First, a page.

Slimline 386DX

Here we have an early, but higher-end 386 computer, made at late 1992. These times most computers were 286s, so 386 had to visually stand out - and this one does, it is built in a slimline case. These cases were smaller than desktop ones, their height was smaller than height of an ISA board. How it was possible to install boards in it? Boards were installed parallel to the mainboard by using special riser card.
In this computer, we have rather high-end components as for 1992. CPU is socketed, so it is from time when people were thinking that there will be faster 386 (in fact, there was no faster 386 than Intel's 33MHz and AMD's 40MHz). Trident 512kB VGA board allows to work in 800x600 in 256 colours. And hard disk is bigger than 100MB while in early 1990s 60 or 80MB was known as too large for one user. As in all computers from this age, it has 2 floppy drives: One for 5.25" disks and one for 3.5".

Approx. year Early 1993

Class AT
Speed 40MHz
RAM 8MB (8x1MB, SIMM30)
Mainboard PC Chips M321 (TH99)
Graphics Trident TVGA9000i, 512kB,
16-bit ISA
Sound PC Speaker
Ports I/O Super  I/O card (manual below)
Network None
System expansion bus 6x 16-bit ISA slot
2x 8-bit ISA slot
Floppy/removable media drives 1x 3.5" 1.44MB floppy disk drive
1x 5.25" 1.2MB floppy disk drive
Hard disks/ATA devices: WD Caviar 1170 (170MB, PATA) CHS: 1010/6/55

Peripherals in collection:
 - Cordata CMC Display, Dexxa mouse and keyboard

Other boards:


Casing SLimline AT with riser
Non-standard expansions: None
Operating system(s): MS-DOS 6.22 + Windows 3.11 For Workgroups

Because I know this unit since it was purchased, I can track the history of it very well. It was bought for one University in Poland in late 1992/early 1993, and it was the fastest unit in this University until someone got 486 in 1994. It was used there sometimes by few people by using multiple document directories, and it was my first computer when I was young. It came with 14-inch color Cordata monitor, keyboard and Dexxa mouse, I preserved these components with manuals and the display is still used as my service monitor.
Soon after purchasing, problems started to emerge. 120MB Xebec drive got some bad sectors and they were cut out by partitions... lots of partitions. Taking into account that hard disk became compressed, a whole number of drive leters oscillated around 8. Next, cache memory failed and the computer has been sent to service. The service disabled cache memory in BIOS Setup and "evaporated" (read: stolen) 4MB of RAM, so only 4MB left from 8MB. Such "repairs" were, and still are frequent in Poland. Currently it is restored back to original 8MB configuration.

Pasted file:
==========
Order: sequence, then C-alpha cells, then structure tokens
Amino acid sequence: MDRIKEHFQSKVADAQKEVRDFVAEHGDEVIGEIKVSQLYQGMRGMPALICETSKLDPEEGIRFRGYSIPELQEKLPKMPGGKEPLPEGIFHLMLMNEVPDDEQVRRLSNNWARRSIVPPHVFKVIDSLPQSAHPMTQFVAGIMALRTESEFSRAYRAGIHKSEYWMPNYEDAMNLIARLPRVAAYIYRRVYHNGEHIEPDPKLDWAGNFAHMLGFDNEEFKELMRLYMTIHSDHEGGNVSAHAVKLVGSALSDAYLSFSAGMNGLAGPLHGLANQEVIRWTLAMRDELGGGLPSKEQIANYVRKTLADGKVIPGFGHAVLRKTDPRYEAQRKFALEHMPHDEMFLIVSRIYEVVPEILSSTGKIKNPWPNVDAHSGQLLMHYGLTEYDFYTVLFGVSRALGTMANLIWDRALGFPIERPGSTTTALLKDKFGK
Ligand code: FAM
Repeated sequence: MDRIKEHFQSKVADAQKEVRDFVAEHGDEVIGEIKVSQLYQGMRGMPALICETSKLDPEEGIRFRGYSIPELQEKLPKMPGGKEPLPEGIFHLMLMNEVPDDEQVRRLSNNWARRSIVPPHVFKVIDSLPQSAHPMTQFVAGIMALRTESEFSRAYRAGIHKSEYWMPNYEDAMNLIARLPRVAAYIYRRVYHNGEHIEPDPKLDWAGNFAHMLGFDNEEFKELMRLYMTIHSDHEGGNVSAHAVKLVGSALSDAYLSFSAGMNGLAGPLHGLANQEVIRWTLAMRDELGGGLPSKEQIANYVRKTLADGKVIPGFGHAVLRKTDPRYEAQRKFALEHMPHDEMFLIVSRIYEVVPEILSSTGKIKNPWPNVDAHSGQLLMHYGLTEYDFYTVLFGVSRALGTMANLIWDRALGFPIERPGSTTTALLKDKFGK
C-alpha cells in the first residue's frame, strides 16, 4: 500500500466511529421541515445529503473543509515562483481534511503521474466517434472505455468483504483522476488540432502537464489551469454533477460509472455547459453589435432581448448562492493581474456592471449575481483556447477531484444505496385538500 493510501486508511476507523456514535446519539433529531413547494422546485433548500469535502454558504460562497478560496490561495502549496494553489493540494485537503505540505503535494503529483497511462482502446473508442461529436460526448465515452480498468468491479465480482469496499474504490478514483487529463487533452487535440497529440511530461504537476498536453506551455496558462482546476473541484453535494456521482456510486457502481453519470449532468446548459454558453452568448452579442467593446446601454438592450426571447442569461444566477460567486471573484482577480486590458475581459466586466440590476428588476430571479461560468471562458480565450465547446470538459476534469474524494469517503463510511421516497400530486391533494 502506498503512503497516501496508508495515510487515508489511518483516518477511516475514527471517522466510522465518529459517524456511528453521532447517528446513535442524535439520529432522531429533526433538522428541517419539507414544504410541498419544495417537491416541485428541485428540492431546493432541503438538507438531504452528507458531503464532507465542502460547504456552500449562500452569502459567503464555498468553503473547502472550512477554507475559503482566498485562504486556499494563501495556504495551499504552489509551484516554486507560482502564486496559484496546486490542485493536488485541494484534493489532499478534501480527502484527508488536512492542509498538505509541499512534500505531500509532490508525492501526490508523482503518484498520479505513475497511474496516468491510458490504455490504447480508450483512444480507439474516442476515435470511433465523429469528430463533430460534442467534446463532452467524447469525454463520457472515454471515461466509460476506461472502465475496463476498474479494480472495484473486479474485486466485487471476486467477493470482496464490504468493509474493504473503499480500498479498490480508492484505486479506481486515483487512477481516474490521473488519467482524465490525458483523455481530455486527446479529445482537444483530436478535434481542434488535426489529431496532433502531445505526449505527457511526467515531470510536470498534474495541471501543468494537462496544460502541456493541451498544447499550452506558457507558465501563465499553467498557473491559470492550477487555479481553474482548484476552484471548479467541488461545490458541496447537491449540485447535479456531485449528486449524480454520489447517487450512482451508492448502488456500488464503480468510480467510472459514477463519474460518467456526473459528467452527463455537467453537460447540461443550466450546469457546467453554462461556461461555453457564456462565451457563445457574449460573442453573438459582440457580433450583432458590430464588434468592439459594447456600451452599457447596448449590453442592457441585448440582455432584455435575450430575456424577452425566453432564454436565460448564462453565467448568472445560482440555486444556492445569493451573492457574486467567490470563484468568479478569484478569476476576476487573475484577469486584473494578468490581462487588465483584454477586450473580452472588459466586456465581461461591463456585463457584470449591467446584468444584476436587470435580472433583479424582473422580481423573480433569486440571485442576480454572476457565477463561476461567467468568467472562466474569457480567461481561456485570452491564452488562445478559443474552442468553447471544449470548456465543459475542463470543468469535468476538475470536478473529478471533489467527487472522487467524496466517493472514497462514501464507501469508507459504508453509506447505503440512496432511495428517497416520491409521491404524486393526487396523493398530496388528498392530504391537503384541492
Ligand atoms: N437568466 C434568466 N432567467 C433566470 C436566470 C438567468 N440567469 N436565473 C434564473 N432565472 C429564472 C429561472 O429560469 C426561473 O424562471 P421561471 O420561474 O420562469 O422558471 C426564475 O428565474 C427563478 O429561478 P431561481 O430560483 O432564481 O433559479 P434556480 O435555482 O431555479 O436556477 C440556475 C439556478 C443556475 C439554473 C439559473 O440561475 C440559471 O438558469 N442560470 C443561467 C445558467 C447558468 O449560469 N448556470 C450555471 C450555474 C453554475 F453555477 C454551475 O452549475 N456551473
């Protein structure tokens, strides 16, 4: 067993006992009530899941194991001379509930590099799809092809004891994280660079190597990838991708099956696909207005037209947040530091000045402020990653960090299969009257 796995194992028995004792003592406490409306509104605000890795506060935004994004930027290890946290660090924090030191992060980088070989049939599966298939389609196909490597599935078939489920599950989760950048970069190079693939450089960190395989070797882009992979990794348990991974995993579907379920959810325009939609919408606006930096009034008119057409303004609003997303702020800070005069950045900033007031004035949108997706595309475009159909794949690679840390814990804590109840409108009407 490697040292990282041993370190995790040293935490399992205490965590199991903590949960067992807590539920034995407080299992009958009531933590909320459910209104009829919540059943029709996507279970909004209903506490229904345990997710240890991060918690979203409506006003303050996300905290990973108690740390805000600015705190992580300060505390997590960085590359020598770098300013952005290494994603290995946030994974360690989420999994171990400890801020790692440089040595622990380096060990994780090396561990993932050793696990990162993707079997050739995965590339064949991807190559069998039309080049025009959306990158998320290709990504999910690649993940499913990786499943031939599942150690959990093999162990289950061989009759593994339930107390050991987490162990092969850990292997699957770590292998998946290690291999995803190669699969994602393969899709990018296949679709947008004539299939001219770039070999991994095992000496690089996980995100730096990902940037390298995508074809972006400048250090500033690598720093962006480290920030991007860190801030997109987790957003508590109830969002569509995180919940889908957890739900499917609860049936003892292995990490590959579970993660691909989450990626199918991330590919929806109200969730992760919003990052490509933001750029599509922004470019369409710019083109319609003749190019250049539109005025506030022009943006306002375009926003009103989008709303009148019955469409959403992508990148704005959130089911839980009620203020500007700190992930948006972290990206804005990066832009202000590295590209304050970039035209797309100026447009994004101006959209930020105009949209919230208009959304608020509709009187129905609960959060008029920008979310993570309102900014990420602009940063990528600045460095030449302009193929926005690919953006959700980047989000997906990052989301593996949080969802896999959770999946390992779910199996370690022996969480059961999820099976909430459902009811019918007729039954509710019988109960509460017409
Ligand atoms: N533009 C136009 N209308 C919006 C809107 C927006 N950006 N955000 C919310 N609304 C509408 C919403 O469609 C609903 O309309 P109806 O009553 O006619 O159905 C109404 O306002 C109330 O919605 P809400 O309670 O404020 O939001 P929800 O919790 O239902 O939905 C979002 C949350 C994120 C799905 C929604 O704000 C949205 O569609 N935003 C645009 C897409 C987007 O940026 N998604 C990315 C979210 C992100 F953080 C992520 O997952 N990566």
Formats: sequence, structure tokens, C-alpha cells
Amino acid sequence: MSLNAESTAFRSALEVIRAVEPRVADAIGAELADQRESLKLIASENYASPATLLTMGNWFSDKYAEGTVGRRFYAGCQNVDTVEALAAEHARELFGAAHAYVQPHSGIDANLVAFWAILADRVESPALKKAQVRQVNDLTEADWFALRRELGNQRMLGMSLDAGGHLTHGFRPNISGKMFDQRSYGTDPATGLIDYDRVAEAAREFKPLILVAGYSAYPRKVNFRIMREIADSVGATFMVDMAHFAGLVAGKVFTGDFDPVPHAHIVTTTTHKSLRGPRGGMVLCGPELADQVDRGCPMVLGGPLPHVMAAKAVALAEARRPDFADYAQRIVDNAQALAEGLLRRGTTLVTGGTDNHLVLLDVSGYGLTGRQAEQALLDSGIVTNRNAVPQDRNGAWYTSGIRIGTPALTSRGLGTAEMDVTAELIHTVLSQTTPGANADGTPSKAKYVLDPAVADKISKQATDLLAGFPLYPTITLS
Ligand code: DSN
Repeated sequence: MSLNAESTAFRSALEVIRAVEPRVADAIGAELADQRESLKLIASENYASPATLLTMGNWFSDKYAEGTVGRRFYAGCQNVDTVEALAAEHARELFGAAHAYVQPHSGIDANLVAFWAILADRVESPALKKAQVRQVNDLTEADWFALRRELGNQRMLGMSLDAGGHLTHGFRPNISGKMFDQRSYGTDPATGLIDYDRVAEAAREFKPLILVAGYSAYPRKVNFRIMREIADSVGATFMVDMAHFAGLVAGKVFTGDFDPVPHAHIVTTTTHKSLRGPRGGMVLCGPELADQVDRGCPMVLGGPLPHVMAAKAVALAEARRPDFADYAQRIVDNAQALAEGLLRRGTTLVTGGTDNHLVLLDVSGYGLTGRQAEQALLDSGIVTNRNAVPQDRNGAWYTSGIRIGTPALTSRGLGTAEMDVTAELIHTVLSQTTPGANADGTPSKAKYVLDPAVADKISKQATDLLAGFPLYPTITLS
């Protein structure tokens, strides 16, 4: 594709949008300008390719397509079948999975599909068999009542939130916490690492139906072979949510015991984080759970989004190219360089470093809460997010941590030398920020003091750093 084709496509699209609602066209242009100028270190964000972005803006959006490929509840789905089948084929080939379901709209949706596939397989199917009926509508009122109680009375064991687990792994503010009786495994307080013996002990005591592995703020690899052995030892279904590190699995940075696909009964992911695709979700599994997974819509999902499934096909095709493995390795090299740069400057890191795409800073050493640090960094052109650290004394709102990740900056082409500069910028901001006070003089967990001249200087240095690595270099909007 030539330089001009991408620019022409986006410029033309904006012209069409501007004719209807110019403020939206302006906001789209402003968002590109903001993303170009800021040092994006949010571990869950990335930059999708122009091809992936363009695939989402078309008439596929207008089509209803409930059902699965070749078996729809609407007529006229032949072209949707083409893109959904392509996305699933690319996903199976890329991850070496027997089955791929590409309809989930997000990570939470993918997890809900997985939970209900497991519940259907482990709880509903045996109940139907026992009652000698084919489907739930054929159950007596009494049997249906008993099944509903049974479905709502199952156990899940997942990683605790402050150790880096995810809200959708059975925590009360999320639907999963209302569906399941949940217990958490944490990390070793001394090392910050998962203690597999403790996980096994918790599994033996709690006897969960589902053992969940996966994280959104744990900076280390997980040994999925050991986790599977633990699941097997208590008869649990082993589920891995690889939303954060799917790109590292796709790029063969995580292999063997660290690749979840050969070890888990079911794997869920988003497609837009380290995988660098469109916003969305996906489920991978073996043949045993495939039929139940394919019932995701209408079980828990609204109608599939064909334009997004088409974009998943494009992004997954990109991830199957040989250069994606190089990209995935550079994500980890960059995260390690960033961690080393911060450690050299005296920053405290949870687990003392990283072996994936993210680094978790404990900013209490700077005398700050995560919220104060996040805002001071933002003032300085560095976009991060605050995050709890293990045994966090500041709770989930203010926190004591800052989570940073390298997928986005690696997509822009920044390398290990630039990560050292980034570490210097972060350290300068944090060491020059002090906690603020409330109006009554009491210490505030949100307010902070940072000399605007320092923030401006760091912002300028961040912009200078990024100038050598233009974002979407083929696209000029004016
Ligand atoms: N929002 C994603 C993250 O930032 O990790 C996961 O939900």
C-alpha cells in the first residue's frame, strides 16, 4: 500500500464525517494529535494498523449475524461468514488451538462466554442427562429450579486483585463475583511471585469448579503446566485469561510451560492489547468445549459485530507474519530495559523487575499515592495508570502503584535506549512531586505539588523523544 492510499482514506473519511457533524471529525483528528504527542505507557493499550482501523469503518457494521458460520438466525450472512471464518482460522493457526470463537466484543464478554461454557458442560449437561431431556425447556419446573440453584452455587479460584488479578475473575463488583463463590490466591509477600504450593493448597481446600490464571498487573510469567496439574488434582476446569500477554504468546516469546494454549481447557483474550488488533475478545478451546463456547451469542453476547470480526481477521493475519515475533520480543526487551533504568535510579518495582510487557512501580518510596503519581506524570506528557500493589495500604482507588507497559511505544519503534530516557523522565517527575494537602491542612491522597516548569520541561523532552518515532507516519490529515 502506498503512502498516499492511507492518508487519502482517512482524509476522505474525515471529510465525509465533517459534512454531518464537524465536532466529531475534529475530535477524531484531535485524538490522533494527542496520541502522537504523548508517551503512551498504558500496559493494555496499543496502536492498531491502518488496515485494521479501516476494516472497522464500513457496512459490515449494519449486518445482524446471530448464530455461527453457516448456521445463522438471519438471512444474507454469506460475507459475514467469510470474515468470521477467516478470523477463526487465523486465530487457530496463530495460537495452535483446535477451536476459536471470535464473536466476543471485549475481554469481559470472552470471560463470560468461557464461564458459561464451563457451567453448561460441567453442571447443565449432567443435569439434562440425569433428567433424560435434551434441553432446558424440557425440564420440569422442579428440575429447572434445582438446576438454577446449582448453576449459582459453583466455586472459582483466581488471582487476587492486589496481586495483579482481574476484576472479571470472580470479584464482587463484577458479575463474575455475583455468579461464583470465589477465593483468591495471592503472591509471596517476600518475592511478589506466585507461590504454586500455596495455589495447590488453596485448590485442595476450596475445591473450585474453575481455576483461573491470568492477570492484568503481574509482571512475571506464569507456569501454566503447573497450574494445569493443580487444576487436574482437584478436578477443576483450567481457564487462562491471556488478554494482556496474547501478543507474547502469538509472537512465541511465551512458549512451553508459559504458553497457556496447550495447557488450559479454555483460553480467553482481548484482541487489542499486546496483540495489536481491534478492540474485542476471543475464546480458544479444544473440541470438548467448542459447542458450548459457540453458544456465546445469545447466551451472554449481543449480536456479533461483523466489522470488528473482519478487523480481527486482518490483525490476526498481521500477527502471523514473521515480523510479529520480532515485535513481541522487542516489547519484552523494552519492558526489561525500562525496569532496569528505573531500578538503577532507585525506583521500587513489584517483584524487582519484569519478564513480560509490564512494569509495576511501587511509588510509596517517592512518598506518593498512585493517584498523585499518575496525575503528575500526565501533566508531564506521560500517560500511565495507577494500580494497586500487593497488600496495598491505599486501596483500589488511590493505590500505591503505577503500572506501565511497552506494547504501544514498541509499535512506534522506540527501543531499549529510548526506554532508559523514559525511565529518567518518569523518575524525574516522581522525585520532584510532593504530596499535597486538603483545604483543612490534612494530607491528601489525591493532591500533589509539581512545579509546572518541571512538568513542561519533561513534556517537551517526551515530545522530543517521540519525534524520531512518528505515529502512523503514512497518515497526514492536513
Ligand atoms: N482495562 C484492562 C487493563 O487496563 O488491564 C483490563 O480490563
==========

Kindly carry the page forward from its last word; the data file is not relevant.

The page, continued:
The most frequently used programs were TAG word processor, Quattro Pro spreadsheet and, for writing papers with illustrations, Ami Pro under Windows 3.11.
The computer has been used this way until 1998 or 1999 when hard disk finally gave up. There were tries to install first edition of Win95 on it, but it was unusable on 4MB of RAM. Finally, the machine was replaced near 1999 and put to storage being a source of 3.5" disk drive, finally being erased from inventory as electronic junk in 2004 when I acquired it (this awful photo is from November 2004). Since begining there was no front sticker on it, I put this blue "LM" one ca. 2006. I used it in my retrocomputing projects (some were described on now-defunct portal), finally restoring it to near-initial condition near 2010.

Contents: Starting, usage Drivers  


Very typical 386 mainboard. Del to enter Setup. AMI BIOS.

The casing is in a "slim" style. It is not as high as desktop one, and boards are plugged into riser, so they go in parallel to mainboard plane. The problem with these cases is that you need to remove many parts to get into mainboard as everything is quite condensed.

Slimline cases usually have small or no vents in front. This particulas case has no opening for air coming into case, but has power supply fan pulling the fan from inside the case. In a small space of slim case, it can cause overheating but there is something more - all aitr comes into casing through floppy disk drives. When I cleaned 5.25" drive, I pulled a good few cubic inches of dust in form of "balls" from underside of the drive mechanics.





Super I/O card manual
TVGA9000i manual
M321 AMI BIOS ver. 910505
Trident TVGA9000 (DOS/Win3.x)
TVGA9000i driver disk files recovered from original disk.
Dexxa mouse driver disk - with Rainbow Paint